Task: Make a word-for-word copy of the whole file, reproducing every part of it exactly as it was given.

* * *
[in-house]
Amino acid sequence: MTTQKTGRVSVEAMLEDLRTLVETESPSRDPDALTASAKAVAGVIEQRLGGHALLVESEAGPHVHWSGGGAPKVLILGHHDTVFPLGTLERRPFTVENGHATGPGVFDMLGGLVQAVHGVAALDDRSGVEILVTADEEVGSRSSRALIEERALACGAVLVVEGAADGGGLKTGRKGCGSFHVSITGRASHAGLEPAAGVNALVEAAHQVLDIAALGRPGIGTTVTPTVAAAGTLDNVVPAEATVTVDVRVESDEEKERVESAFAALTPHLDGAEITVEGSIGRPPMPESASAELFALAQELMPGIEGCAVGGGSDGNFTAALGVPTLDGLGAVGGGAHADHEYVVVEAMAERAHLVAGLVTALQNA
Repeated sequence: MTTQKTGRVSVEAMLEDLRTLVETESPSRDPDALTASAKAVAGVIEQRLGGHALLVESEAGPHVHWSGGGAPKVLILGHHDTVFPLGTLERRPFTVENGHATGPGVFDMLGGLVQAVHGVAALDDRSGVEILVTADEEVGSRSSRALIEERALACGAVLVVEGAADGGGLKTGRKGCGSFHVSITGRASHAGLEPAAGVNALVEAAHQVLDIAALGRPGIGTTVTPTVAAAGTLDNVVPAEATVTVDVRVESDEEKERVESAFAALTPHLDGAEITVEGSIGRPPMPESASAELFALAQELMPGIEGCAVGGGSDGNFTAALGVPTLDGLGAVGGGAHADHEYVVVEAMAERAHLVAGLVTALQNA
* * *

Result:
[in-house]
Amino acid sequence: MTTQKTGRVSVEAMLEDLRTLVETESPSRDPDALTASAKAVAGVIEQRLGGHALLVESEAGPHVHWSGGGAPKVLILGHHDTVFPLGTLERRPFTVENGHATGPGVFDMLGGLVQAVHGVAALDDRSGVEILVTADEEVGSRSSRALIEERALACGAVLVVEGAADGGGLKTGRKGCGSFHVSITGRASHAGLEPAAGVNALVEAAHQVLDIAALGRPGIGTTVTPTVAAAGTLDNVVPAEATVTVDVRVESDEEKERVESAFAALTPHLDGAEITVEGSIGRPPMPESASAELFALAQELMPGIEGCAVGGGSDGNFTAALGVPTLDGLGAVGGGAHADHEYVVVEAMAERAHLVAGLVTALQNA
Repeated sequence: MTTQKTGRVSVEAMLEDLRTLVETESPSRDPDALTASAKAVAGVIEQRLGGHALLVESEAGPHVHWSGGGAPKVLILGHHDTVFPLGTLERRPFTVENGHATGPGVFDMLGGLVQAVHGVAALDDRSGVEILVTADEEVGSRSSRALIEERALACGAVLVVEGAADGGGLKTGRKGCGSFHVSITGRASHAGLEPAAGVNALVEAAHQVLDIAALGRPGIGTTVTPTVAAAGTLDNVVPAEATVTVDVRVESDEEKERVESAFAALTPHLDGAEITVEGSIGRPPMPESASAELFALAQELMPGIEGCAVGGGSDGNFTAALGVPTLDGLGAVGGGAHADHEYVVVEAMAERAHLVAGLVTALQNA